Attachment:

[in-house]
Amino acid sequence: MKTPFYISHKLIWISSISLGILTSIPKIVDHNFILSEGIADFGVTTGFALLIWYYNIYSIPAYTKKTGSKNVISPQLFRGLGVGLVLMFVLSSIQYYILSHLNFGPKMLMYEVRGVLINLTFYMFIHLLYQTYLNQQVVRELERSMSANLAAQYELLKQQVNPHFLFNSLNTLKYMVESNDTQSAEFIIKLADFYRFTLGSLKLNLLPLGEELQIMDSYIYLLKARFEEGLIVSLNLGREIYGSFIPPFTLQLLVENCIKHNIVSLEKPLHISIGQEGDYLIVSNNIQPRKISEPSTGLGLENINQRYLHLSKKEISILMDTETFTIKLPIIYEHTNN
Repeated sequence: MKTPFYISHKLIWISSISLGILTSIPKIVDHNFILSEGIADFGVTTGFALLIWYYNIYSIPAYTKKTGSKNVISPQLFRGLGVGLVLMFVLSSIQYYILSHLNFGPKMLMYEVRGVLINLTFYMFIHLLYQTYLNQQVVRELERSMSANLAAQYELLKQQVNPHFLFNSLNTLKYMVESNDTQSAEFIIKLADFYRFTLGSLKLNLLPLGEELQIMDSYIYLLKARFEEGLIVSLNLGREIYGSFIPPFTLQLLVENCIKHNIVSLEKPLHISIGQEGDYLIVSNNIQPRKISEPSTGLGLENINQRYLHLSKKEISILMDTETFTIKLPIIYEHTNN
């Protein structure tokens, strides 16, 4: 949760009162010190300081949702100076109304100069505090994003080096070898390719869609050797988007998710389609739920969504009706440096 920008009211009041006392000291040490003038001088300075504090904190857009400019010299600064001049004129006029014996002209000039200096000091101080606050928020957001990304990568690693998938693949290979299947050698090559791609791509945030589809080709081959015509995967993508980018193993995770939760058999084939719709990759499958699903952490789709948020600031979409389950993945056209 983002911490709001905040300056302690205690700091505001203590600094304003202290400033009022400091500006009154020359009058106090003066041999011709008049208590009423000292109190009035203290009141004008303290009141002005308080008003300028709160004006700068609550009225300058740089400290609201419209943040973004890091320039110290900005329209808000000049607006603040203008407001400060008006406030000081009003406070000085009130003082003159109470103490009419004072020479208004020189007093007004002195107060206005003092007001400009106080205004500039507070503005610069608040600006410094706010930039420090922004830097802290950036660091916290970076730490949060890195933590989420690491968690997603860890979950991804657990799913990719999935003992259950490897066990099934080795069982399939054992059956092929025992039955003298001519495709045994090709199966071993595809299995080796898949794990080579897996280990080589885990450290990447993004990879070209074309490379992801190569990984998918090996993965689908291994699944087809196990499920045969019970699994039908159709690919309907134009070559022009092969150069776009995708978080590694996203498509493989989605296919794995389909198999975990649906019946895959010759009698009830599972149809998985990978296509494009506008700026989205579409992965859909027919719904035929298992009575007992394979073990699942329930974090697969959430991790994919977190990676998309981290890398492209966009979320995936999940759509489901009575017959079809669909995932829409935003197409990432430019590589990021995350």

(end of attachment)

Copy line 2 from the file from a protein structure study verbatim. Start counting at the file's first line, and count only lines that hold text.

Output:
Amino acid sequence: MKTPFYISHKLIWISSISLGILTSIPKIVDHNFILSEGIADFGVTTGFALLIWYYNIYSIPAYTKKTGSKNVISPQLFRGLGVGLVLMFVLSSIQYYILSHLNFGPKMLMYEVRGVLINLTFYMFIHLLYQTYLNQQVVRELERSMSANLAAQYELLKQQVNPHFLFNSLNTLKYMVESNDTQSAEFIIKLADFYRFTLGSLKLNLLPLGEELQIMDSYIYLLKARFEEGLIVSLNLGREIYGSFIPPFTLQLLVENCIKHNIVSLEKPLHISIGQEGDYLIVSNNIQPRKISEPSTGLGLENINQRYLHLSKKEISILMDTETFTIKLPIIYEHTNN